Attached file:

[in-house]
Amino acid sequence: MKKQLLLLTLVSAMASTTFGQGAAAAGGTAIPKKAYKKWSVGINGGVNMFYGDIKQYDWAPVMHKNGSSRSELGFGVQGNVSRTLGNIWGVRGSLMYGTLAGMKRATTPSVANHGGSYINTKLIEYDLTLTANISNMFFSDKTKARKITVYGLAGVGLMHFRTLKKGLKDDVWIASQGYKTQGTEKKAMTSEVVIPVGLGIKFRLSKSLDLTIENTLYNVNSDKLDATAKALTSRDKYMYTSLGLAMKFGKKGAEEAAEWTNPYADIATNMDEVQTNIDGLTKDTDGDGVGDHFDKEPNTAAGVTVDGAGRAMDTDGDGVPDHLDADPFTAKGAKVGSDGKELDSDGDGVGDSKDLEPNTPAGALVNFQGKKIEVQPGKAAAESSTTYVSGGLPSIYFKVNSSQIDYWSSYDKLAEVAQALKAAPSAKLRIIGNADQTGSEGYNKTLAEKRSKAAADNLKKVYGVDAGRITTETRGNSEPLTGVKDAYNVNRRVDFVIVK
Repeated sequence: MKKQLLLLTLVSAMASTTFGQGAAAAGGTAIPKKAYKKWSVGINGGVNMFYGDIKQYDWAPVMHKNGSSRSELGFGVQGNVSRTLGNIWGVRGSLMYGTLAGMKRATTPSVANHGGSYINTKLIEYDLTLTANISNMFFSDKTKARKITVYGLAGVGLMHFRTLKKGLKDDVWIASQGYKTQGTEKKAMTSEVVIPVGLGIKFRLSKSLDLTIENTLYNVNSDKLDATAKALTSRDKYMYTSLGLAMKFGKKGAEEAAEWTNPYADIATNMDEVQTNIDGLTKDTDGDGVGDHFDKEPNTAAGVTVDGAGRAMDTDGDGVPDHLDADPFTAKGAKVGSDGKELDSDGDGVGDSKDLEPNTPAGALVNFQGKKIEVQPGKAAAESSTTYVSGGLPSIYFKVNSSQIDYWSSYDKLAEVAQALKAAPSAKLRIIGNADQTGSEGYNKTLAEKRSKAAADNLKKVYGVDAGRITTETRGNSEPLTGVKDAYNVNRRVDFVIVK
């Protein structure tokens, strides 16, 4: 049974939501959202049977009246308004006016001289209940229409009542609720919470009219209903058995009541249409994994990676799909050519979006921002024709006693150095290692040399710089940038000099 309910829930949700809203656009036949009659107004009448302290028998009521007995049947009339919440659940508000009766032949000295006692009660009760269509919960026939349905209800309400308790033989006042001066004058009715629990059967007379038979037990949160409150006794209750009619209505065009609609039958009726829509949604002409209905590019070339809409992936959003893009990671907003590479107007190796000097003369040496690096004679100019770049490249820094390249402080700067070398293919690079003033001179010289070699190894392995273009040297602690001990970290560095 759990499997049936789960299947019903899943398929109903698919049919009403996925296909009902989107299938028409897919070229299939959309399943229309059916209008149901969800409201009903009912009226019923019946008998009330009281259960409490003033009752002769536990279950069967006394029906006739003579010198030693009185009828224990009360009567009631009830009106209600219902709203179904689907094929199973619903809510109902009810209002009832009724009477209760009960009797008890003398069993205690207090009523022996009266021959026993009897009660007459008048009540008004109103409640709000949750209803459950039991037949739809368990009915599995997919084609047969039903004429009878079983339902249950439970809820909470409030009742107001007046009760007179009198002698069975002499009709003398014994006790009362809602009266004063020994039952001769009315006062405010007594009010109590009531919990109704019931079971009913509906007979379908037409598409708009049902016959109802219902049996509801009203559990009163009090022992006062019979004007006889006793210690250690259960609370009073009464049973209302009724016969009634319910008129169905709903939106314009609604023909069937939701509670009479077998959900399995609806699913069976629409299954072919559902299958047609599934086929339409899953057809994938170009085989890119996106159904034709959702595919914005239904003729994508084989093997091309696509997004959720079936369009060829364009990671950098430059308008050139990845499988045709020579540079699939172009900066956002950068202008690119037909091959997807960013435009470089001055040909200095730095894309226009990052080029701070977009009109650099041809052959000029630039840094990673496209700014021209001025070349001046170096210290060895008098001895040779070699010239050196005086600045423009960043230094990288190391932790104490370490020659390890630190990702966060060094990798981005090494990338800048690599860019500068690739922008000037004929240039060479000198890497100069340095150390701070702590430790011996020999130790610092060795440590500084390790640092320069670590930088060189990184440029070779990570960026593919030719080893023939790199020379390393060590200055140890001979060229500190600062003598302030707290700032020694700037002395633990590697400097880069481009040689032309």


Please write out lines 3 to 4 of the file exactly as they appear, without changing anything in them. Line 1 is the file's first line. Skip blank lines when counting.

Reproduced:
Repeated sequence: MKKQLLLLTLVSAMASTTFGQGAAAAGGTAIPKKAYKKWSVGINGGVNMFYGDIKQYDWAPVMHKNGSSRSELGFGVQGNVSRTLGNIWGVRGSLMYGTLAGMKRATTPSVANHGGSYINTKLIEYDLTLTANISNMFFSDKTKARKITVYGLAGVGLMHFRTLKKGLKDDVWIASQGYKTQGTEKKAMTSEVVIPVGLGIKFRLSKSLDLTIENTLYNVNSDKLDATAKALTSRDKYMYTSLGLAMKFGKKGAEEAAEWTNPYADIATNMDEVQTNIDGLTKDTDGDGVGDHFDKEPNTAAGVTVDGAGRAMDTDGDGVPDHLDADPFTAKGAKVGSDGKELDSDGDGVGDSKDLEPNTPAGALVNFQGKKIEVQPGKAAAESSTTYVSGGLPSIYFKVNSSQIDYWSSYDKLAEVAQALKAAPSAKLRIIGNADQTGSEGYNKTLAEKRSKAAADNLKKVYGVDAGRITTETRGNSEPLTGVKDAYNVNRRVDFVIVK
């Protein structure tokens, strides 16, 4: 049974939501959202049977009246308004006016001289209940229409009542609720919470009219209903058995009541249409994994990676799909050519979006921002024709006693150095290692040399710089940038000099 309910829930949700809203656009036949009659107004009448302290028998009521007995049947009339919440659940508000009766032949000295006692009660009760269509919960026939349905209800309400308790033989006042001066004058009715629990059967007379038979037990949160409150006794209750009619209505065009609609039958009726829509949604002409209905590019070339809409992936959003893009990671907003590479107007190796000097003369040496690096004679100019770049490249820094390249402080700067070398293919690079003033001179010289070699190894392995273009040297602690001990970290560095 759990499997049936789960299947019903899943398929109903698919049919009403996925296909009902989107299938028409897919070229299939959309399943229309059916209008149901969800409201009903009912009226019923019946008998009330009281259960409490003033009752002769536990279950069967006394029906006739003579010198030693009185009828224990009360009567009631009830009106209600219902709203179904689907094929199973619903809510109902009810209002009832009724009477209760009960009797008890003398069993205690207090009523022996009266021959026993009897009660007459008048009540008004109103409640709000949750209803459950039991037949739809368990009915599995997919084609047969039903004429009878079983339902249950439970809820909470409030009742107001007046009760007179009198002698069975002499009709003398014994006790009362809602009266004063020994039952001769009315006062405010007594009010109590009531919990109704019931079971009913509906007979379908037409598409708009049902016959109802219902049996509801009203559990009163009090022992006062019979004007006889006793210690250690259960609370009073009464049973209302009724016969009634319910008129169905709903939106314009609604023909069937939701509670009479077998959900399995609806699913069976629409299954072919559902299958047609599934086929339409899953057809994938170009085989890119996106159904034709959702595919914005239904003729994508084989093997091309696509997004959720079936369009060829364009990671950098430059308008050139990845499988045709020579540079699939172009900066956002950068202008690119037909091959997807960013435009470089001055040909200095730095894309226009990052080029701070977009009109650099041809052959000029630039840094990673496209700014021209001025070349001046170096210290060895008098001895040779070699010239050196005086600045423009960043230094990288190391932790104490370490020659390890630190990702966060060094990798981005090494990338800048690599860019500068690739922008000037004929240039060479000198890497100069340095150390701070702590430790011996020999130790610092060795440590500084390790640092320069670590930088060189990184440029070779990570960026593919030719080893023939790199020379390393060590200055140890001979060229500190600062003598302030707290700032020694700037002395633990590697400097880069481009040689032309």